You say that your biggest challenge will be leaving your family/friends and that you will meet that challenge head on with their love and support, but ... you will be away from them for over two years and may have minimal contact. You will probably not have Internet or access to a telephone (heck, you may not even have electricity) and letters lack immediacy. You certainly won't be going to movies with your college roommates on Friday nights and you won't be home for your mother's birthday. If these are obstacles that you can overcome, tell the Peace Corps how you plan to overcome these challenges ... the prompt is asking for a solution in addition to a confession.

If you want this, really want this, you have to make yourself sound like you will be a successful volunteer. The Peace Corps accepts less than a third of the people who apply. It might not be as hard to get into as grad school (depending on the school), but it is competitive.

Wishing you the best.
Jun 30, 2010
Scholarship / "Tell us what makes you a good college student", missionary work topic? [4]

I think that whether or not missionary work is "too religious" for the scholarship essay depends on who is awarding the scholarship. Knights of Columbus? Go for it! The Ayn Rand Institute? Not a good idea.

The prompt asks what makes you a good college student and a 200 word limit doesn't give you a whole lot of room to expound on that subject. I think whether or not to address your desire to become a missionary depends on part if you can tie it to the prompt. What kinds of things are you studying at school? Will they help you with your future goals? If you are studying foreign languages and farming techniques in hopes of being a better missionary, by all means, tell the panel. If you are studying business and astronomy, it might be a little more difficult to make the connection.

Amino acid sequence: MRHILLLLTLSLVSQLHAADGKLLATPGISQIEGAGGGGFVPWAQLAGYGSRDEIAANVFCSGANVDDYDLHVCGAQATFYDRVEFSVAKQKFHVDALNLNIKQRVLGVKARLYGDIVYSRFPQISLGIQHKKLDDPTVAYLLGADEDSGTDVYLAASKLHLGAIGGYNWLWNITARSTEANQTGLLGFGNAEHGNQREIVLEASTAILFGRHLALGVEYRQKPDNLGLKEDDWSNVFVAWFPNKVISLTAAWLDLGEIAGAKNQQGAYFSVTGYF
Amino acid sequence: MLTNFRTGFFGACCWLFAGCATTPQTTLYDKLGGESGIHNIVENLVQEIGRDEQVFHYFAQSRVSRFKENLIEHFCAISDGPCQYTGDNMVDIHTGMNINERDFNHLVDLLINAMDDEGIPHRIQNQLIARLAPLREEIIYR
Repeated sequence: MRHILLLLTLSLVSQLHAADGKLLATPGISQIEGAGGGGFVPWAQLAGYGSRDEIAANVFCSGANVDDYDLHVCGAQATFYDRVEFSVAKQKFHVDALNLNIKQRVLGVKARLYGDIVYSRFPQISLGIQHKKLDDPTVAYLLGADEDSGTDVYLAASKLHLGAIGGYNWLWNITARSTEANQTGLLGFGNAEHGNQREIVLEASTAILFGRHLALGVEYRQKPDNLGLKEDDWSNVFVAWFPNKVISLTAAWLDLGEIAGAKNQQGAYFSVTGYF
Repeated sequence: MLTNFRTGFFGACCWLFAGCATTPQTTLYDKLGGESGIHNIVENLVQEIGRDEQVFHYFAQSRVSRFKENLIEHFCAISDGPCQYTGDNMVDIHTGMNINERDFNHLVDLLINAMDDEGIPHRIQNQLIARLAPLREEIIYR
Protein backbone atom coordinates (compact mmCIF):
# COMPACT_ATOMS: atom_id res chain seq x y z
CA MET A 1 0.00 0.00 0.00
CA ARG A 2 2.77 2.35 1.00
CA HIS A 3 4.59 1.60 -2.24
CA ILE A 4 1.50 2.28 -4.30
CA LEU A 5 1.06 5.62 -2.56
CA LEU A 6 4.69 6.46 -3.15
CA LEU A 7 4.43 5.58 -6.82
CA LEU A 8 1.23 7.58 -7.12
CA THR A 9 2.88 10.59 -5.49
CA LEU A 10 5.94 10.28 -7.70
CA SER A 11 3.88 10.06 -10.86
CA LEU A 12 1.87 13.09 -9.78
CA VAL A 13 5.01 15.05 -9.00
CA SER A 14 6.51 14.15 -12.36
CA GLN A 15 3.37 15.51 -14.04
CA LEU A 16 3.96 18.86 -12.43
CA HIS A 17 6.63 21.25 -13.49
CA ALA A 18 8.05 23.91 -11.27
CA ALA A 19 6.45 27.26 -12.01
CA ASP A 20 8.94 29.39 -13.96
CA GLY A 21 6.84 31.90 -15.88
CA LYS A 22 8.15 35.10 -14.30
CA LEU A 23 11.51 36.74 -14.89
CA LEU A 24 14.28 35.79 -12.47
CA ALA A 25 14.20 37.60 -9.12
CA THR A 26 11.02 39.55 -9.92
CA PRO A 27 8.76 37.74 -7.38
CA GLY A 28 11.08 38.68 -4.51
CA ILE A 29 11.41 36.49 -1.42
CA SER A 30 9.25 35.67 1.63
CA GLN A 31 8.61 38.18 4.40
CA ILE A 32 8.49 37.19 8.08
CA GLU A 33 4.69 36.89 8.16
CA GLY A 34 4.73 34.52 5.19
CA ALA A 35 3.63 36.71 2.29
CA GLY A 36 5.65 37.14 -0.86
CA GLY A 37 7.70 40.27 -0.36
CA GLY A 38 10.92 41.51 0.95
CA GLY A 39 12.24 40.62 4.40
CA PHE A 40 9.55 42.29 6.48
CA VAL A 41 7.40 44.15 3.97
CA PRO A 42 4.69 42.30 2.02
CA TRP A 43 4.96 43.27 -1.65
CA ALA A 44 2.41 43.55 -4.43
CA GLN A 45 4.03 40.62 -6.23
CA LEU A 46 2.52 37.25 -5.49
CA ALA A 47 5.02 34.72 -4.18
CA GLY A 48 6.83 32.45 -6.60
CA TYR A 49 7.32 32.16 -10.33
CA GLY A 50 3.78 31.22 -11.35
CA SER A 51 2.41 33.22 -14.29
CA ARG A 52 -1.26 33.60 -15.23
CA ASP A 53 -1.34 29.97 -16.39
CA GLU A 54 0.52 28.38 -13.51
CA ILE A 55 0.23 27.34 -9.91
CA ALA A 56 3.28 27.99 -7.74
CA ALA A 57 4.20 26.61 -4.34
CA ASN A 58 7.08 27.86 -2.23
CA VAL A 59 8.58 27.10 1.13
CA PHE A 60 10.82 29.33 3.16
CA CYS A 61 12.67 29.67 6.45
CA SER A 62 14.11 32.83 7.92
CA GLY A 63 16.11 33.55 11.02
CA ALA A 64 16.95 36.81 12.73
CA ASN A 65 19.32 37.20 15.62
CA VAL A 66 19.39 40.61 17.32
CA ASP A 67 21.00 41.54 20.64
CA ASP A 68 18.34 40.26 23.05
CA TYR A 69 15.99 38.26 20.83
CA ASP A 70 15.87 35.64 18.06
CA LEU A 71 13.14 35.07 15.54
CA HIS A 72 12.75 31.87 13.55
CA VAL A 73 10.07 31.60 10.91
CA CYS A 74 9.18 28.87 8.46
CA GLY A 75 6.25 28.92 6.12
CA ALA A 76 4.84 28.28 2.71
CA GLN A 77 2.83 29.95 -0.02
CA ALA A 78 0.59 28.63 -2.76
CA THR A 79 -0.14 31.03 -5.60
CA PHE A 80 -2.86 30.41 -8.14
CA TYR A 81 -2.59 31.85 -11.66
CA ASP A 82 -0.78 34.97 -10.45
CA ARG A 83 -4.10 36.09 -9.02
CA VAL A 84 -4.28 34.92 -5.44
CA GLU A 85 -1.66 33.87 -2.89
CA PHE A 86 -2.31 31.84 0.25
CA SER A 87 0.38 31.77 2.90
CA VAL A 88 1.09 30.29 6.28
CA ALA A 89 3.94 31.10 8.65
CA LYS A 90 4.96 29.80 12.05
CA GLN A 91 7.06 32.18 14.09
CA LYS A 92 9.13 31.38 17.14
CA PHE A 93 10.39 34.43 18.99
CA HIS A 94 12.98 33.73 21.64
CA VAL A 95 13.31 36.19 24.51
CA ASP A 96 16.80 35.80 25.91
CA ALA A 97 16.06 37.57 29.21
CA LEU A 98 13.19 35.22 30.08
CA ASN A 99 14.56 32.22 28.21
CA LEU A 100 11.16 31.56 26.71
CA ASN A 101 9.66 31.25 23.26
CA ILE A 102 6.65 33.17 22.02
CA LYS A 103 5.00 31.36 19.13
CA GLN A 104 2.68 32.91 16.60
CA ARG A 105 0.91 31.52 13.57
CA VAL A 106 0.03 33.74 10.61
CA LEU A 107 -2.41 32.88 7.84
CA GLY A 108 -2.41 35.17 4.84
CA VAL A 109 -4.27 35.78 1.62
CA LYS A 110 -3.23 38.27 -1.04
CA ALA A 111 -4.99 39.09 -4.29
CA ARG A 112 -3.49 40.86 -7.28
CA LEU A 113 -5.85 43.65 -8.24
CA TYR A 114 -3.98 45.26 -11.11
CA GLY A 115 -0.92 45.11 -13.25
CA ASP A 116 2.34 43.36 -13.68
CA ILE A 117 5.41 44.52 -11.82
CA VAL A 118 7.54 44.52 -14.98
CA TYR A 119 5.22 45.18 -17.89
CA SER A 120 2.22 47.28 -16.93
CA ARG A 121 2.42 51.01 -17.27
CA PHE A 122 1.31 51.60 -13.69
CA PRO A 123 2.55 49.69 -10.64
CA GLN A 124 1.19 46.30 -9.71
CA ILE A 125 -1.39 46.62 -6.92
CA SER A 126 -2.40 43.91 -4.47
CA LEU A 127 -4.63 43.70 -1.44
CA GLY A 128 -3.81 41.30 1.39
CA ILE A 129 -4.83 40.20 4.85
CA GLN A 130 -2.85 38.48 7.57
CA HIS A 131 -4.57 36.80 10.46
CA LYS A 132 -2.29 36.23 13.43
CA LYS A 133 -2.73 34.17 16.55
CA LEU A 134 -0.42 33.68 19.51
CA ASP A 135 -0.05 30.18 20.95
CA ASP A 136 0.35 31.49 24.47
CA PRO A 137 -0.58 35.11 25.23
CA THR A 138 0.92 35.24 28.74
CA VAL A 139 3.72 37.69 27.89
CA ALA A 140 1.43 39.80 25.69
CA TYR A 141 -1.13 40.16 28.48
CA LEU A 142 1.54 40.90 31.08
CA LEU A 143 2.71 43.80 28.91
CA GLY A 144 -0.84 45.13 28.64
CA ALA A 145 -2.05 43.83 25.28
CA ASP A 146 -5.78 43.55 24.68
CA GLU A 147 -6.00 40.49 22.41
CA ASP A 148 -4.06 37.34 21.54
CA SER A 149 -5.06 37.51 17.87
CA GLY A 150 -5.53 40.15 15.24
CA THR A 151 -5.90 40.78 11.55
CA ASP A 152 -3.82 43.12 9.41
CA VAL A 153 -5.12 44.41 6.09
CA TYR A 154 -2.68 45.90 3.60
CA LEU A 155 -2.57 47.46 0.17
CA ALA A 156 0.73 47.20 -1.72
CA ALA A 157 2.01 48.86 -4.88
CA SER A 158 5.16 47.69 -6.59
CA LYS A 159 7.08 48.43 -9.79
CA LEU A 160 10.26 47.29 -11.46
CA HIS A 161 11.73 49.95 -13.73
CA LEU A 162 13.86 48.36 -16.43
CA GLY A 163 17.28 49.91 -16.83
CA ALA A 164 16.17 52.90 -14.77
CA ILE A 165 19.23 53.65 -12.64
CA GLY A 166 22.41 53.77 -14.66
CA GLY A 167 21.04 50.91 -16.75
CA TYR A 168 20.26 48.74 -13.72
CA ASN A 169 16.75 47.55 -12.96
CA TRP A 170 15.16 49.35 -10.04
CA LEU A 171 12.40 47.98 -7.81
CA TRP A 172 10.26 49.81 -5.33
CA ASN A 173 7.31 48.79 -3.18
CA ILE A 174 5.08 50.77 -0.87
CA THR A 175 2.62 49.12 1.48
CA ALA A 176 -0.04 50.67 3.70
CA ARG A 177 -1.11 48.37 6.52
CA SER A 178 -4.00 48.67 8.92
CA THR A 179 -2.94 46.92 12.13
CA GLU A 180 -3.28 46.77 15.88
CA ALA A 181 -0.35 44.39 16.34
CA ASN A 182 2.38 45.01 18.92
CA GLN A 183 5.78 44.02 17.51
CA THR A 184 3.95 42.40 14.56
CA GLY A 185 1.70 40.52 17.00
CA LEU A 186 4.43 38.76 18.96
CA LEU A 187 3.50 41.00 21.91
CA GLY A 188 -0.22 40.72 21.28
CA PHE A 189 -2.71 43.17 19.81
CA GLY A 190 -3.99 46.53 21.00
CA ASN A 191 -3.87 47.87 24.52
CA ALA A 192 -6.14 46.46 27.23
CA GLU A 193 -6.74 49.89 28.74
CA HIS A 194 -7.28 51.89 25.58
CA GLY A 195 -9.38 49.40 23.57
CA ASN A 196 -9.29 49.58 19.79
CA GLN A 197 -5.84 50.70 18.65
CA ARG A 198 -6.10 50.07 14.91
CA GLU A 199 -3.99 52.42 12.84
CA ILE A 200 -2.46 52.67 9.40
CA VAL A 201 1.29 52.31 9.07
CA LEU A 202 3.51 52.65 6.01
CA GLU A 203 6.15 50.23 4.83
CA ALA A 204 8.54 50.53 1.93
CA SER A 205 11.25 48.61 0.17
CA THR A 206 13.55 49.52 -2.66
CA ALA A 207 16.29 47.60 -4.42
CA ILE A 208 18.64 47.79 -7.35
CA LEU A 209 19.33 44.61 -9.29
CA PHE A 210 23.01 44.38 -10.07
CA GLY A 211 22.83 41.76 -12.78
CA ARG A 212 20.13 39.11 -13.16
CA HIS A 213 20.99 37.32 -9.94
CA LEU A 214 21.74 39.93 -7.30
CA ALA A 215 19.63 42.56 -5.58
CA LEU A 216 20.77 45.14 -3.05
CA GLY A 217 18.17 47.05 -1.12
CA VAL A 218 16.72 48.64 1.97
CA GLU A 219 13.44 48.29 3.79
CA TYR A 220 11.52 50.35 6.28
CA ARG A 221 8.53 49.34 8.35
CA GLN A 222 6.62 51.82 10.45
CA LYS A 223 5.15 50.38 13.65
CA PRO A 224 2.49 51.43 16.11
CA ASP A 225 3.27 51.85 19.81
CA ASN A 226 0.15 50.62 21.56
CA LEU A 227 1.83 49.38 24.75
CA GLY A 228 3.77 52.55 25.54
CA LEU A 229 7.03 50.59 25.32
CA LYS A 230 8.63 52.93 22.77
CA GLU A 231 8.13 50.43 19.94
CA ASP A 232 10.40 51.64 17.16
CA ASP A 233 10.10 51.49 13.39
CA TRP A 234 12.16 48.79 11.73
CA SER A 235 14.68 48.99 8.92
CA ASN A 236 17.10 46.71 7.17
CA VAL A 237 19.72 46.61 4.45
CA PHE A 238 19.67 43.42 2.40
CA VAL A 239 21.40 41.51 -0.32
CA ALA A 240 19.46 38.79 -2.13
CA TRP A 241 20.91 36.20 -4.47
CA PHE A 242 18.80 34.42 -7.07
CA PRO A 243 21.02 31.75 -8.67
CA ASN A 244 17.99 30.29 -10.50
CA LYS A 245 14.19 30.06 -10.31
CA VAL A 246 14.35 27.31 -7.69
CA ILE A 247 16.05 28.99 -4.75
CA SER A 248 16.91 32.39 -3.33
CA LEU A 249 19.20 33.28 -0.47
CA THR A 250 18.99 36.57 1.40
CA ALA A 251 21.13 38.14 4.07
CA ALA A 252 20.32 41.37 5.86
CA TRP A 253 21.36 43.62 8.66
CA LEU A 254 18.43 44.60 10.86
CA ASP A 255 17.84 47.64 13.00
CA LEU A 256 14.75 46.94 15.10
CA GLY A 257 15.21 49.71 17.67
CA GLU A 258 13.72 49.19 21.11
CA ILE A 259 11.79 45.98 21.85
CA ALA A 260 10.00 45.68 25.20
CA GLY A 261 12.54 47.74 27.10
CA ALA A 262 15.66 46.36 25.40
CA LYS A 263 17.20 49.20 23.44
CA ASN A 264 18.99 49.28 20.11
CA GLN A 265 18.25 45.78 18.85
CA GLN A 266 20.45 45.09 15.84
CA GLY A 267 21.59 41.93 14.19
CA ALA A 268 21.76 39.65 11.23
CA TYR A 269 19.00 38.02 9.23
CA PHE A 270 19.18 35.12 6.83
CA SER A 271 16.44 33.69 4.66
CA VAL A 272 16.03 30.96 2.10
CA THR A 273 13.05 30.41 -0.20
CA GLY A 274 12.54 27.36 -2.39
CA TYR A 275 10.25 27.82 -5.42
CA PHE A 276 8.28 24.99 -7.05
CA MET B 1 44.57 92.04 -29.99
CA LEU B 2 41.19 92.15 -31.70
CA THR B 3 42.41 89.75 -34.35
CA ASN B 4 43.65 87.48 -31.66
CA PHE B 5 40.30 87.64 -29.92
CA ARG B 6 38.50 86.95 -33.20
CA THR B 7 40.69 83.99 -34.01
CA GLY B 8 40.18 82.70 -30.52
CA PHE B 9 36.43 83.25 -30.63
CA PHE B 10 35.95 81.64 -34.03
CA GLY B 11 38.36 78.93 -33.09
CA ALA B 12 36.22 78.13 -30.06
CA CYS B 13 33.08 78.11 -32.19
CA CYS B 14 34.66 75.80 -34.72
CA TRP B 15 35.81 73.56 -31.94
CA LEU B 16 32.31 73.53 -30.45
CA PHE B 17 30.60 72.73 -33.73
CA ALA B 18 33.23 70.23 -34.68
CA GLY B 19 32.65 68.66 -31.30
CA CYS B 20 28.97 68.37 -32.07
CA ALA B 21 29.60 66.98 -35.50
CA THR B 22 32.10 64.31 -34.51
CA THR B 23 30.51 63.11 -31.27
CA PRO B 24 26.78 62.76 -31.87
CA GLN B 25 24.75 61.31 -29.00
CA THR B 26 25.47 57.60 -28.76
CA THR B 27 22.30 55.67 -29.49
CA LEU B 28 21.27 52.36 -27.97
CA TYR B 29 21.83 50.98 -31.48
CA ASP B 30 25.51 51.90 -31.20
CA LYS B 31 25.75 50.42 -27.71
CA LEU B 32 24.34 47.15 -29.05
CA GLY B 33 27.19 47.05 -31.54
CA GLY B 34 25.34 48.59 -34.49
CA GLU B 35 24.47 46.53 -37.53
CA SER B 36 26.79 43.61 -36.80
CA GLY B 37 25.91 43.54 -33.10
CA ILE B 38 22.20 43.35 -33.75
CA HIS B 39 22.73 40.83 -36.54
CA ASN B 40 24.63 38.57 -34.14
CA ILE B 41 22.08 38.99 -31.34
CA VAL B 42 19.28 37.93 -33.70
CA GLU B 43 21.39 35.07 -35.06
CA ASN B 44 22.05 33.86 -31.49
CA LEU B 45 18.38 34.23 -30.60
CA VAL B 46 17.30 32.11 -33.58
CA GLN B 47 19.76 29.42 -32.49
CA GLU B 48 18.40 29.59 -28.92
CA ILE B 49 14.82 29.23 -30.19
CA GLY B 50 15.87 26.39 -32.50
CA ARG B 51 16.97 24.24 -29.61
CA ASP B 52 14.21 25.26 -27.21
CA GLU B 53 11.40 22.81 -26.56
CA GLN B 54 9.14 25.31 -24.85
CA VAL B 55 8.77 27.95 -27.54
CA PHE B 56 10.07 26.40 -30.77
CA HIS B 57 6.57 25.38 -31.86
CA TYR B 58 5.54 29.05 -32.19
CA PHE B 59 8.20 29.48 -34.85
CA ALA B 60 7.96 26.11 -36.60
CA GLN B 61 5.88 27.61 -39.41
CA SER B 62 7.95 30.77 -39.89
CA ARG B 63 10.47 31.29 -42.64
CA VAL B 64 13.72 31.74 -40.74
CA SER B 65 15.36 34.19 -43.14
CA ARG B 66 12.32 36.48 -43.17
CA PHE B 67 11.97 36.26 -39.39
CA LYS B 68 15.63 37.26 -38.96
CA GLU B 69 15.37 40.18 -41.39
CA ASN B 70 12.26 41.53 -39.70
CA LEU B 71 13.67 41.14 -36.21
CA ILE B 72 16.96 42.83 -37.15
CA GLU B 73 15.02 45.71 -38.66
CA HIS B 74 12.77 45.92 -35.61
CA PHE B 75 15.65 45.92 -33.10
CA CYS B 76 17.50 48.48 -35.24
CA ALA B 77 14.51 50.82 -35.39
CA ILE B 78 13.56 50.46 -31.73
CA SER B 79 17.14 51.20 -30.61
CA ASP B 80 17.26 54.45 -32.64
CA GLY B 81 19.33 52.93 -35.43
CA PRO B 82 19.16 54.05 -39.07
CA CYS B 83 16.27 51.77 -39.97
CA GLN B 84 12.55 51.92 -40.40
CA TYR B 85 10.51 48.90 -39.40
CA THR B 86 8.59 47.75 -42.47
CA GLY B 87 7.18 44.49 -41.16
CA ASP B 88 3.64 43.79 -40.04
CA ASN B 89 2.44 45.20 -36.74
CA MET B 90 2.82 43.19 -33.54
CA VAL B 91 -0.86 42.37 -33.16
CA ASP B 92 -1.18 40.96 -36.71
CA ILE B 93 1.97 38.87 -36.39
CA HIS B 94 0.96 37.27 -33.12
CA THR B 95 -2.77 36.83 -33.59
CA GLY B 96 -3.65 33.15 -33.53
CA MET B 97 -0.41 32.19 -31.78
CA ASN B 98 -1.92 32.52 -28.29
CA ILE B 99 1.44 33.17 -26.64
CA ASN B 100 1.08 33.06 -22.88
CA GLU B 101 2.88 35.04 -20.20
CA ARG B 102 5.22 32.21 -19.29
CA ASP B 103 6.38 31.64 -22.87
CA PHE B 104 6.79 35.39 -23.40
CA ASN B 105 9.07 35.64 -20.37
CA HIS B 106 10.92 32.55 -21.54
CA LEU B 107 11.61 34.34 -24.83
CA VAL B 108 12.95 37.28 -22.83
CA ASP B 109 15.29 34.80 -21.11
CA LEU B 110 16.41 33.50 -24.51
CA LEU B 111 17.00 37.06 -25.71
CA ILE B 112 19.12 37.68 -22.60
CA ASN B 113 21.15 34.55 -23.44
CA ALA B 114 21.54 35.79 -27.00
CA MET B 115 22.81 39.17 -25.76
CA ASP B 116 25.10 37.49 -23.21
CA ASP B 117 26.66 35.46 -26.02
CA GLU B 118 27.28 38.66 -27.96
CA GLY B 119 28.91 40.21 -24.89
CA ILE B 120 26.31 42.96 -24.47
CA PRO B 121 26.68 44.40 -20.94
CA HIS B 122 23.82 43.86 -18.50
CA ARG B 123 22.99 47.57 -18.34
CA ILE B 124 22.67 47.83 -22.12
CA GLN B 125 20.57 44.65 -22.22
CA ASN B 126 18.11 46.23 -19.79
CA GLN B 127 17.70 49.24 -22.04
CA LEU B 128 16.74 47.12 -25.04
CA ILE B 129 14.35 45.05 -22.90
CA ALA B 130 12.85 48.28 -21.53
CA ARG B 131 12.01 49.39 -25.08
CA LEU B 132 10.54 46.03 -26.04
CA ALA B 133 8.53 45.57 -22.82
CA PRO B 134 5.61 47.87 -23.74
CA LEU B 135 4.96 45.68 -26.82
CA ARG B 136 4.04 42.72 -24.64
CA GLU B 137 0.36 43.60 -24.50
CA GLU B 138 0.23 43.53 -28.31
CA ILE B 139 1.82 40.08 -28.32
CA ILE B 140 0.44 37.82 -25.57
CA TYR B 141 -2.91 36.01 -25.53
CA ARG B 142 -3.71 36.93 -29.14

Jun 14, 2010
Writing Feedback / What must we do to truly understand ourselves? [4]

Just a couple of quick notes ...

The word "eyes" is plural. They are able to see everything.

Make Sure to capitalize the word "Prejudice" in the book title. In some languages, only the proper nouns and the first word are capitalized, but in English, all of words (with the exception of little ones like "of," "and," and a few others in that vein) are capitalized in a title.

Your teacher will most likely want "literary present" for an essay if this nature. Event though the events in the book were in the past, you will need to use present-tense verbs. Instead of: "Jan Austin characterized Elizabeth as a country girl ...," you will want "Jan Austin characterizes Elizabeth as a country girl ..."
Jun 1, 2010
Undergraduate / "a love for science" - Statement of Purpose [6]

Let me give you a couple of quick pointers before I retire for the night ...

Through my life I had always had a love for science.

Use "throughout" instead of "through" here. "Throughout" denotes time while "through" is more associated with space/location.

I have always been particularly interested in the science of life, biology.

Try to punch up the verbs whenever you can with the active voice instead of the passive (any form of "to be"). Using the active voice also takes the words count down and allows you to put in more "meat" and less "cotton candy." The "biology" tacked onto the end of this sentence is awkward. Try something like this instead: The science of life, biology, particularly interests me.

I have been interested in everything from the smallest organism to complex creatures such as elephants to bizarre plants.

You used the word "interests" in the previous sentence. You can repeat words, but I feel like it is best to mix it up some. This sentence is another example of how you could take things into the active voice: Everything from the smallest organism to complex creatures such as elephants to bizarre plants captivates me.

Everything about life in general was fascinating.

Was? It isn't any more? The verb tenses are jumping around a bit in your piece. Try to smooth out the past/present/future/past/future/past/present issues as much as possible.